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My cat was sedated and now is having seizures--temporary reaction to the shot, or something serious?
July 11, 2010 7:17 PM   Subscribe

Seeking insight into sudden onset cat seizures after short-term anesthesia.

My 19-year-old black American Shorthair cat Evel has been walking like an old man for a while now, and on Friday one of his hind legs was splayed out sideways. I touched his legs carefully up and down and he had no pain, but figured it was time to get him to the local vet and see if there's anything more than age happening.

The vet wanted to do x-rays, and called after the first one to say Evel was unhappy with the process, and it would be easier if he gave him a shot to sedate him. I didn't immediately equate shot/sedation with anesthesia, and gave the okay. That afternoon, the vet showed us the x-rays and pointed out white areas on the back leg joints and spine that showed arthritis, but no breaks or dislocations. His blood panel showed doubled creatine since his last panel two years ago, when reduced kidney function was noted, but his weight has been stable and he seemed to be in good shape overall. We left with instructions to change his home-made Anitra Frazier diet to a raw food renal diet, sprinkle Cosequin on his food and increase his twice/weekly saline drip (for kidney function) to 4x/week.

Saturday morning Evel suddenly had a seizure of about two minutes, shaking uncontrollably followed by panting and a lolling tongue. We took him back to the vet, who hydrated and observed him until early afternoon and noted nothing unusual. The vet said the seizure might be because the sedative was toxic and needed to be flushed, to give him saline drips daily until Tuesday, then come in and talk about the possibility of putting Evel on anti-seizure meds.

Today, Sunday, morning at 6am, Evel had a shorter seizure, maybe 30 seconds, in which his back legs shook and he peed on the bed. When it ended, the fur on his tail about an inch from his butt was puffed out, and he couldn't stand up on his hind legs right away.

He was fine until 5pm, when he was lying down, moving his paws as if in a dream, when he suddenly stood up, moved confusedly in circles, laid down and peed on the bed. After about five seconds of confusion, he got up.

Then around 6:15pm he was in the hall when he fell over unable to stand on his hind legs, howled, drooled thick clear fluid, shook for about 20 seconds, paused, then twisted his head and neck to the left and moved in a circle twitching. He then laid down with his head up, front paws splayed and slowly sliding on the wood floor, still drooling. After this, he could walk but seemed exhausted. We gave him 100cc of saline and now he's alert but resting.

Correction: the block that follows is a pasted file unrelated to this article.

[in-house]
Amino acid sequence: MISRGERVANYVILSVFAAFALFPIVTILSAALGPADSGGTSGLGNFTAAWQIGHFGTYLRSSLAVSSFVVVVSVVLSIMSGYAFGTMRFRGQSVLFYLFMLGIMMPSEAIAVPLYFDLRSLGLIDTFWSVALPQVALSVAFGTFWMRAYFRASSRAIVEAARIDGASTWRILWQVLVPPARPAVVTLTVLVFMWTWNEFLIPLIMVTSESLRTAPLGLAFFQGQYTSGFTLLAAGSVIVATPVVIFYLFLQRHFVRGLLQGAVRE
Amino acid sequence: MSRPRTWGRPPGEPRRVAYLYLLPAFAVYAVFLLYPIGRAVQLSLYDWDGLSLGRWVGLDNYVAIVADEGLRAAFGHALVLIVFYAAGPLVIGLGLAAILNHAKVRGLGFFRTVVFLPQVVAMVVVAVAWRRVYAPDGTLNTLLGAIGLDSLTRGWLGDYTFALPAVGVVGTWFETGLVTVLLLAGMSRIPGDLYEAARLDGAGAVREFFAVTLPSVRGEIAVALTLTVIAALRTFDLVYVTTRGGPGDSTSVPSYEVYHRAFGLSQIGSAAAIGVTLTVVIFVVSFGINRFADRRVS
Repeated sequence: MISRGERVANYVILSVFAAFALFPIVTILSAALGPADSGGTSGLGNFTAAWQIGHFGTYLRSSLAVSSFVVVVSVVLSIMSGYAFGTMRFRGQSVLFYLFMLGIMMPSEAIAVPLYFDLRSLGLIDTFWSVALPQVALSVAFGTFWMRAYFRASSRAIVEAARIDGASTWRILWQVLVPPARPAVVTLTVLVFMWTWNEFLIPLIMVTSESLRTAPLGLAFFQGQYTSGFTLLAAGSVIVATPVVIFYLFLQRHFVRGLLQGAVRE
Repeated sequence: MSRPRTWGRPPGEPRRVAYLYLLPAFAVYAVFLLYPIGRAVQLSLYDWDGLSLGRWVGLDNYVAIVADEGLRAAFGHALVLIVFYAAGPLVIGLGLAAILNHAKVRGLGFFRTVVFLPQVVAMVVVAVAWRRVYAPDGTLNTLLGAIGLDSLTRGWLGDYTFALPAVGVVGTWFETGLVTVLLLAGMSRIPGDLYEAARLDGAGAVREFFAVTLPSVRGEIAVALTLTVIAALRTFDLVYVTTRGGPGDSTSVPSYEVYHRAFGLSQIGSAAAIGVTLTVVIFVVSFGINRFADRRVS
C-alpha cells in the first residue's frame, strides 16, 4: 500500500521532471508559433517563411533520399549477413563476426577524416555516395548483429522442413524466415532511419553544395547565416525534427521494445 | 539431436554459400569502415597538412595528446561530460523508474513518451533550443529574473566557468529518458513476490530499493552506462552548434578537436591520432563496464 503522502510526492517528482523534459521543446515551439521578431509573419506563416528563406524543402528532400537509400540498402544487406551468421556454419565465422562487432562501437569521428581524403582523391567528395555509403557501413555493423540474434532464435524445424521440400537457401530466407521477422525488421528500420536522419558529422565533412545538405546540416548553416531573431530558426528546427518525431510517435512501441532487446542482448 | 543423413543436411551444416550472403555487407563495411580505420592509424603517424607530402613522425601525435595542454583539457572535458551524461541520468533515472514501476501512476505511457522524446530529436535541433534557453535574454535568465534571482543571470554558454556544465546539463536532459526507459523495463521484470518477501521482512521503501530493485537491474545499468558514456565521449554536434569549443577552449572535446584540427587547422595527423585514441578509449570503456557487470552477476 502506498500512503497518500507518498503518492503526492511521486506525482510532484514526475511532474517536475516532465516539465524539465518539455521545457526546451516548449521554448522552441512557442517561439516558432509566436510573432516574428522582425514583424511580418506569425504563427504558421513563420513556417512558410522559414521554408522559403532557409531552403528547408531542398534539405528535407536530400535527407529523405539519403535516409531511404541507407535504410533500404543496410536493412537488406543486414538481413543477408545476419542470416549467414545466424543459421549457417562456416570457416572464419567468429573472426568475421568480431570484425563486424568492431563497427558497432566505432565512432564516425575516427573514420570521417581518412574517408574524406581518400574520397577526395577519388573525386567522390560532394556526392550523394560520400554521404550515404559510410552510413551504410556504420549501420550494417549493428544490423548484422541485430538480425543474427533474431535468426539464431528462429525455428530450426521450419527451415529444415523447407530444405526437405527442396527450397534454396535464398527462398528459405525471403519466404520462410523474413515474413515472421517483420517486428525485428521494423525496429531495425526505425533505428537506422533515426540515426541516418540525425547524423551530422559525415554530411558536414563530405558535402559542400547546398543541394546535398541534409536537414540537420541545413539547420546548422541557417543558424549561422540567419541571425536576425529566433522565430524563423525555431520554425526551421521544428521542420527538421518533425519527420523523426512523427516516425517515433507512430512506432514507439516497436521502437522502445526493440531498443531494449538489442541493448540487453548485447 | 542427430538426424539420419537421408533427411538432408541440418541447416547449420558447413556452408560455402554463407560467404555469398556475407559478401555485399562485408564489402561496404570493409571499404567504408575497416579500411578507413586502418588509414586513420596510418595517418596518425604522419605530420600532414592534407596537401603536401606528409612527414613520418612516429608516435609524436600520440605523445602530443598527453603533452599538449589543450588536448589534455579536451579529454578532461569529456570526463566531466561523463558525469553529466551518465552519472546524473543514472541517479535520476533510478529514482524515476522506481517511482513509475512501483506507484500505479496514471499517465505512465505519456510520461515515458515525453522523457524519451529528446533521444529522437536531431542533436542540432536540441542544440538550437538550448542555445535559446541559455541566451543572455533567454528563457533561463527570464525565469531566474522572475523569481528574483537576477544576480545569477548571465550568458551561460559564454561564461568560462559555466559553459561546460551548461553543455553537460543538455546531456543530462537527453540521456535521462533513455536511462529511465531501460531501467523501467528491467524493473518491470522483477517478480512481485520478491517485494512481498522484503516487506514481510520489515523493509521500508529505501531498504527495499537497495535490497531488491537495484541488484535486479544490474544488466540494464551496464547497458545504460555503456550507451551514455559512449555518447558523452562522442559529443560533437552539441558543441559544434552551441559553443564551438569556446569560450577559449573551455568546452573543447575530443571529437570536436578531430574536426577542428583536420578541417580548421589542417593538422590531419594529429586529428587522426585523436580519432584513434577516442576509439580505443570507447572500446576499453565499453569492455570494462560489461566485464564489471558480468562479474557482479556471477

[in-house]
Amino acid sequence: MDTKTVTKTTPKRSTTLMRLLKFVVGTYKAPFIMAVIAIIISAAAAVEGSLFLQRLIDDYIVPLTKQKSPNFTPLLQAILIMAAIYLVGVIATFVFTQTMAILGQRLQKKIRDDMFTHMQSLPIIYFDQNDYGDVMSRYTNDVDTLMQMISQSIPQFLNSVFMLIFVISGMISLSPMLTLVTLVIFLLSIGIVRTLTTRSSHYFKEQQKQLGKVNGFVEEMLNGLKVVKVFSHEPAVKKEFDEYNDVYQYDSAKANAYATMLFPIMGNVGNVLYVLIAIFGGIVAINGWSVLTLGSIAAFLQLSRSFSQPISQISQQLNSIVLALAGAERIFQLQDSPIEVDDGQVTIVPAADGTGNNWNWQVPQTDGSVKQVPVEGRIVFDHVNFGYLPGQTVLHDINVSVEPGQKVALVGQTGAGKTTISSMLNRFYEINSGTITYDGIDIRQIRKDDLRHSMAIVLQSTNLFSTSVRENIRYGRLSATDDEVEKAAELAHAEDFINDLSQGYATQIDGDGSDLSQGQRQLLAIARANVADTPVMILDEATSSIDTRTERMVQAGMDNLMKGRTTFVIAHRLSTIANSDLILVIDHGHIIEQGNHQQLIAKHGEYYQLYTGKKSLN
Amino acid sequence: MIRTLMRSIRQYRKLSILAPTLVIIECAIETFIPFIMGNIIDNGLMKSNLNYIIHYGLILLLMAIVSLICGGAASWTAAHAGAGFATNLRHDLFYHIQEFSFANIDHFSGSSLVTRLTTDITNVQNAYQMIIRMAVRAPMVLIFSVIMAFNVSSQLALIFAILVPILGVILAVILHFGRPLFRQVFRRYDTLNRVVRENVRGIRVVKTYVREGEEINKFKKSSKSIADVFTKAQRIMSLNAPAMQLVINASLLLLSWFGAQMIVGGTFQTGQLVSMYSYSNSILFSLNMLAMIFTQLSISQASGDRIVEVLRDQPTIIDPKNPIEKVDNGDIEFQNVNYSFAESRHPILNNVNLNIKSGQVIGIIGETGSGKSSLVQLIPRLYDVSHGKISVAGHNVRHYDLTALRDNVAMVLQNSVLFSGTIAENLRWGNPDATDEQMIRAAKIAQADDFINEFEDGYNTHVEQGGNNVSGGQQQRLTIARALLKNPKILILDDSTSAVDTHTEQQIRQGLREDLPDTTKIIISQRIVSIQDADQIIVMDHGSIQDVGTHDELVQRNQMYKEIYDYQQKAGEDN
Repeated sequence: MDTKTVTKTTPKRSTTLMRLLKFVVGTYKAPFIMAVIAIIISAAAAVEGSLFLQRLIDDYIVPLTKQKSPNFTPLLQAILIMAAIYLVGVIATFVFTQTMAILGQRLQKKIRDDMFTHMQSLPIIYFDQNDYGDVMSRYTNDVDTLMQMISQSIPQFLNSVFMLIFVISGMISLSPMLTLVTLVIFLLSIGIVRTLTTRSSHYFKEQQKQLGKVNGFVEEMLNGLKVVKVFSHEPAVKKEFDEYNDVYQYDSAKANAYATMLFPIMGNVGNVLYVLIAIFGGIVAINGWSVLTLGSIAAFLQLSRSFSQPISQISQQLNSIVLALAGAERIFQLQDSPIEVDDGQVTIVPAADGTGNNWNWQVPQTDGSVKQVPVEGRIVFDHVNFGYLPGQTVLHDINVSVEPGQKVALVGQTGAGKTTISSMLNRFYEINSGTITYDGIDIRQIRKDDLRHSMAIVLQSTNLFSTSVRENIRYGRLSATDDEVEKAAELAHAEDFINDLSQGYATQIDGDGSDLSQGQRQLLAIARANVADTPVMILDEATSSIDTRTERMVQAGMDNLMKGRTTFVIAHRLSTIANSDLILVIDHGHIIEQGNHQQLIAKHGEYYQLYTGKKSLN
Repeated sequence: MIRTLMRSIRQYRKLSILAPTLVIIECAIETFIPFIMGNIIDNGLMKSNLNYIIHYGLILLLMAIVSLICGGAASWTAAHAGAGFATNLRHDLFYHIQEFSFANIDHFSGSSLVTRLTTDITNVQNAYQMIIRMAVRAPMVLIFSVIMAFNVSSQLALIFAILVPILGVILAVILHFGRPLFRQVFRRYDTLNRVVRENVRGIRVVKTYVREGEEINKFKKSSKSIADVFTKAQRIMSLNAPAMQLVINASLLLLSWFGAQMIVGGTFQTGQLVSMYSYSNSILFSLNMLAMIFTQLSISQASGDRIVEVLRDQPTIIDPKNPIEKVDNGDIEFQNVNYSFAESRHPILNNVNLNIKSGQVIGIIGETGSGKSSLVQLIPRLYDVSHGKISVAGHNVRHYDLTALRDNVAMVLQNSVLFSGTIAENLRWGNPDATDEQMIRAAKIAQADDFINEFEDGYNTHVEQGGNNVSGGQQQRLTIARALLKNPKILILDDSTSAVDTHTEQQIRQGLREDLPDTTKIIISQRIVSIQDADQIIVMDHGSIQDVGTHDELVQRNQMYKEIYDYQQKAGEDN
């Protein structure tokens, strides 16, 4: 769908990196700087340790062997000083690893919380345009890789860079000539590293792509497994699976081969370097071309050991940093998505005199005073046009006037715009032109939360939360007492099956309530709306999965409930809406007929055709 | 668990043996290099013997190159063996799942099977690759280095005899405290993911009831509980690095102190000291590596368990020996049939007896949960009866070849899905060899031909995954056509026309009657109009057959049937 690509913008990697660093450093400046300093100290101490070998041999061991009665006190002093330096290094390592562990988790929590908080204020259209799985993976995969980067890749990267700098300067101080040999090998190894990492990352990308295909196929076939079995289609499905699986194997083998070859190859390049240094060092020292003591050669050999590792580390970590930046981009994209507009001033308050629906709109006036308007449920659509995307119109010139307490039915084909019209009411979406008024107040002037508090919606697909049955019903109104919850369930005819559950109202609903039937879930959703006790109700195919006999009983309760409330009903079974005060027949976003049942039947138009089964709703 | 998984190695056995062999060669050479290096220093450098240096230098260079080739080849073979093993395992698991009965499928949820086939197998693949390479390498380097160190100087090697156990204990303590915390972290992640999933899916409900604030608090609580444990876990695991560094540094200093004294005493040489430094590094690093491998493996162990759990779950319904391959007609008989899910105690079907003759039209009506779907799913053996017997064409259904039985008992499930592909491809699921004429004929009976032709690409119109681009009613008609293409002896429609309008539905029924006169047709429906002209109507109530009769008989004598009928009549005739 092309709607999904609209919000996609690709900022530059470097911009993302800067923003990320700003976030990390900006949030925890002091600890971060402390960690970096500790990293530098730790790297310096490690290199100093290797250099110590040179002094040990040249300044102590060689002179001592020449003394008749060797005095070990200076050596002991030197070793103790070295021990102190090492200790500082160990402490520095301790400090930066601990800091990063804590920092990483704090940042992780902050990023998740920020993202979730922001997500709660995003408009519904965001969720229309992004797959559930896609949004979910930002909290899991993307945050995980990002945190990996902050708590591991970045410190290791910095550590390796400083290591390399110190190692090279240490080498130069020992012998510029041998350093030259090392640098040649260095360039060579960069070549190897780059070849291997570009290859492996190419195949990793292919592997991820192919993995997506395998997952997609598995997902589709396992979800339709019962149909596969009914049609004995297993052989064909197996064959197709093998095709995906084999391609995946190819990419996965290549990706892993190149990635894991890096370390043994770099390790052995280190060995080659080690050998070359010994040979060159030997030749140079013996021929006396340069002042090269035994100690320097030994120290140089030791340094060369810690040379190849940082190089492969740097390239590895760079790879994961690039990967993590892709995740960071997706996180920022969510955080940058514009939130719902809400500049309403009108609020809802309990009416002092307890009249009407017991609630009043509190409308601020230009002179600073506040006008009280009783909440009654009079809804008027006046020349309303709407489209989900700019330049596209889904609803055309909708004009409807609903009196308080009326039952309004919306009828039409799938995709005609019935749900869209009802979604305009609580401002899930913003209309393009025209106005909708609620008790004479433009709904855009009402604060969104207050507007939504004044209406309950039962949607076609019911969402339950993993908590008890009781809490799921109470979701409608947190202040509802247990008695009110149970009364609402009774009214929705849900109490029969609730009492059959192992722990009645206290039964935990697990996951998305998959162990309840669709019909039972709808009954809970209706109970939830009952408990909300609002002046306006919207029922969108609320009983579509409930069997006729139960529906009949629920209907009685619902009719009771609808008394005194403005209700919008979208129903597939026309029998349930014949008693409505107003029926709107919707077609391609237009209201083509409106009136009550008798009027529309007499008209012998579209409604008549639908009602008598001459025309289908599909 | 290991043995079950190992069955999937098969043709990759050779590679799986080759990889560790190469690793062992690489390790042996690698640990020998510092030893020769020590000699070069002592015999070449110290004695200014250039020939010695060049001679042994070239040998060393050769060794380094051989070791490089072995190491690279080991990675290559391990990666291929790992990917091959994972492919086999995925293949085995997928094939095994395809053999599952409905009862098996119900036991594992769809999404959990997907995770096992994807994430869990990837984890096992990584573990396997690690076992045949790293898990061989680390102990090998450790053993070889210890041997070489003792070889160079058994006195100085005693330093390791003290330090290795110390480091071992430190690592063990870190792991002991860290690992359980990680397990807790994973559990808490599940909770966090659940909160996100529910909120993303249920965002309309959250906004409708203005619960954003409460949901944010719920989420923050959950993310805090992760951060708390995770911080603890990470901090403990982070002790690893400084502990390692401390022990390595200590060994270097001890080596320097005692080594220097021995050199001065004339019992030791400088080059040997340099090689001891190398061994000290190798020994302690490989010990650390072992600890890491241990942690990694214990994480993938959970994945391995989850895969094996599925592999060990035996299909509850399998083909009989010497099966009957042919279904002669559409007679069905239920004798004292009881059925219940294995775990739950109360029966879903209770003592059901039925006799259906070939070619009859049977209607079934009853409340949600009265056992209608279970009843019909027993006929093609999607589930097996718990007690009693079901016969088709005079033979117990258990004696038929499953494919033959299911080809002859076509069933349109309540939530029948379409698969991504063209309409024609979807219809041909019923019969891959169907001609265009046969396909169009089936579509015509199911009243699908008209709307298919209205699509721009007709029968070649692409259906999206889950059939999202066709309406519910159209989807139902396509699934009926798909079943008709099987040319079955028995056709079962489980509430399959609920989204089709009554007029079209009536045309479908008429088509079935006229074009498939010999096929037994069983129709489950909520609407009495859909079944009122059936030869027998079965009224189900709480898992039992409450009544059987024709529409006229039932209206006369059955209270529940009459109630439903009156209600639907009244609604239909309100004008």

None of these incidents seems to have caused him any pain, but he's definitely confused and worn out by them. And I'm concerned that the last two came so close together.

The plan is to take him to office hours tomorrow morning at the miracle worker vet in Hollywood, who saved Evel's life several years ago when he had a bad virus and wouldn't eat. Hopefully he'll have some insight into what's happening and how we can help him get through this. Before we see him, we'll call the local vet and find out exactly what the sedative he was given on Friday was. Till then, we'll just keep an eye on him and hope there are no more incidents today.

If any of these symptoms ring a bell, I'd be grateful for suggestions and advice. This little cat is a great soul, and I'd like to see him get to the other side of this crisis very soon.
posted by Scram to Pets & Animals (12 answers total)
 
I have 2 cats (brother and sister), and there is very little information on seizure activity in cats. I do not use anti-seizure medication, because Phenobarbitol is not a nice drug, and I really prefer to not have pet carrots. One thing that I did pick up from a holistic vet was to provide them with a bowl of milk. His idea was that the seizures were caused by a calcium deficiency. (this idea, for reasons I won't go into, is flawed) But the milk did decrease the fequency of the seizures. And I keep valium on hand if they have a very long one or cluster seizures. They only happen once every couple of months now.